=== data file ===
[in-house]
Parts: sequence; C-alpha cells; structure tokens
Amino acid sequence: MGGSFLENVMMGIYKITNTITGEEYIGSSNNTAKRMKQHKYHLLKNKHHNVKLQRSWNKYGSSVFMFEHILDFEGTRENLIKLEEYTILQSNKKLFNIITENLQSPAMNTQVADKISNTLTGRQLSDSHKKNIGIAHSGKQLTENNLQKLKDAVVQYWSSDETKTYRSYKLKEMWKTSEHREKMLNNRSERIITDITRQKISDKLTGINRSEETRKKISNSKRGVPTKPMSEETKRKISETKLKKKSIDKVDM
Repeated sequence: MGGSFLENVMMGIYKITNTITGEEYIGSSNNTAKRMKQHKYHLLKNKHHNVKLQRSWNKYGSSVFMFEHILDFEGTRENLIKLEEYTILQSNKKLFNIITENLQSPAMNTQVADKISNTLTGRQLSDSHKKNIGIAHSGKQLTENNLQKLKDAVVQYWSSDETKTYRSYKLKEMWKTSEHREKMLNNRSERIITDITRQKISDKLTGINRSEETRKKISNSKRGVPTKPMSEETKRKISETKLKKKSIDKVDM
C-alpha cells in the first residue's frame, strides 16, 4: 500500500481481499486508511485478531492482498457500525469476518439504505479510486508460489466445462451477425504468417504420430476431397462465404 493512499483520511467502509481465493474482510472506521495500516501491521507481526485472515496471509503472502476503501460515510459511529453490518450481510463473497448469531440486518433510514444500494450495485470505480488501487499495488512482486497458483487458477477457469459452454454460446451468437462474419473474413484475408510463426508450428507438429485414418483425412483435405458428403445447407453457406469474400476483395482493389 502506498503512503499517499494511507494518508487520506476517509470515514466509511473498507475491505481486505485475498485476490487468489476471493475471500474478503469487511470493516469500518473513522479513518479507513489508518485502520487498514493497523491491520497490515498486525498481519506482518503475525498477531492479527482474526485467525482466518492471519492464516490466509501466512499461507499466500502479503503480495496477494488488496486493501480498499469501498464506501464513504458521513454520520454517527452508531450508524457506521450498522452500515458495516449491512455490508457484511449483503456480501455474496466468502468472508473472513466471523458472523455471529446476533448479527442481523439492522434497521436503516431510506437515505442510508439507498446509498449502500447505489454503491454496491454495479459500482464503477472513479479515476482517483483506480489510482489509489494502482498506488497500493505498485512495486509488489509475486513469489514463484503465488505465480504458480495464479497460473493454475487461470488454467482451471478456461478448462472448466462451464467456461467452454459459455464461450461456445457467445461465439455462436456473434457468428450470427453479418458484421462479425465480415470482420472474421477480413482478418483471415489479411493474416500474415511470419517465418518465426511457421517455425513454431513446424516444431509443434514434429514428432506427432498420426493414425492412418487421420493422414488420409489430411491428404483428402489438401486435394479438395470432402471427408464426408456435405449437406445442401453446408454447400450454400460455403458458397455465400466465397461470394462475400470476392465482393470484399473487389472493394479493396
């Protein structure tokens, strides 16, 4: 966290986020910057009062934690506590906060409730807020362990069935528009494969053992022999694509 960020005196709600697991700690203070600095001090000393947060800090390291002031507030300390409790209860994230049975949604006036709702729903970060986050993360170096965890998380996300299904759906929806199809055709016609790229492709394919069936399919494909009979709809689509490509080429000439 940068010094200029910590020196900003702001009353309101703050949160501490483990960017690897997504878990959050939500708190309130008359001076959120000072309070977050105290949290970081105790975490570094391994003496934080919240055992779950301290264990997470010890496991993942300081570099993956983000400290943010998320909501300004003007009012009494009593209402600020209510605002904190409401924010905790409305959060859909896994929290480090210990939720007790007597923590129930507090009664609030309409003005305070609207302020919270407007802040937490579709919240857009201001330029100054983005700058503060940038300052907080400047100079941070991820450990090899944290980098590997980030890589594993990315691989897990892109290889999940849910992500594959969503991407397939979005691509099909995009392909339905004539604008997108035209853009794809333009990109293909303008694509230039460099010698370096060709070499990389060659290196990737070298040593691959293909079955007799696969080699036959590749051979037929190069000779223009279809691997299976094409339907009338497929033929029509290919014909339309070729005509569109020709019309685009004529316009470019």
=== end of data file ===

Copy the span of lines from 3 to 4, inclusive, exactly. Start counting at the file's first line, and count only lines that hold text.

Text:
Amino acid sequence: MGGSFLENVMMGIYKITNTITGEEYIGSSNNTAKRMKQHKYHLLKNKHHNVKLQRSWNKYGSSVFMFEHILDFEGTRENLIKLEEYTILQSNKKLFNIITENLQSPAMNTQVADKISNTLTGRQLSDSHKKNIGIAHSGKQLTENNLQKLKDAVVQYWSSDETKTYRSYKLKEMWKTSEHREKMLNNRSERIITDITRQKISDKLTGINRSEETRKKISNSKRGVPTKPMSEETKRKISETKLKKKSIDKVDM
Repeated sequence: MGGSFLENVMMGIYKITNTITGEEYIGSSNNTAKRMKQHKYHLLKNKHHNVKLQRSWNKYGSSVFMFEHILDFEGTRENLIKLEEYTILQSNKKLFNIITENLQSPAMNTQVADKISNTLTGRQLSDSHKKNIGIAHSGKQLTENNLQKLKDAVVQYWSSDETKTYRSYKLKEMWKTSEHREKMLNNRSERIITDITRQKISDKLTGINRSEETRKKISNSKRGVPTKPMSEETKRKISETKLKKKSIDKVDM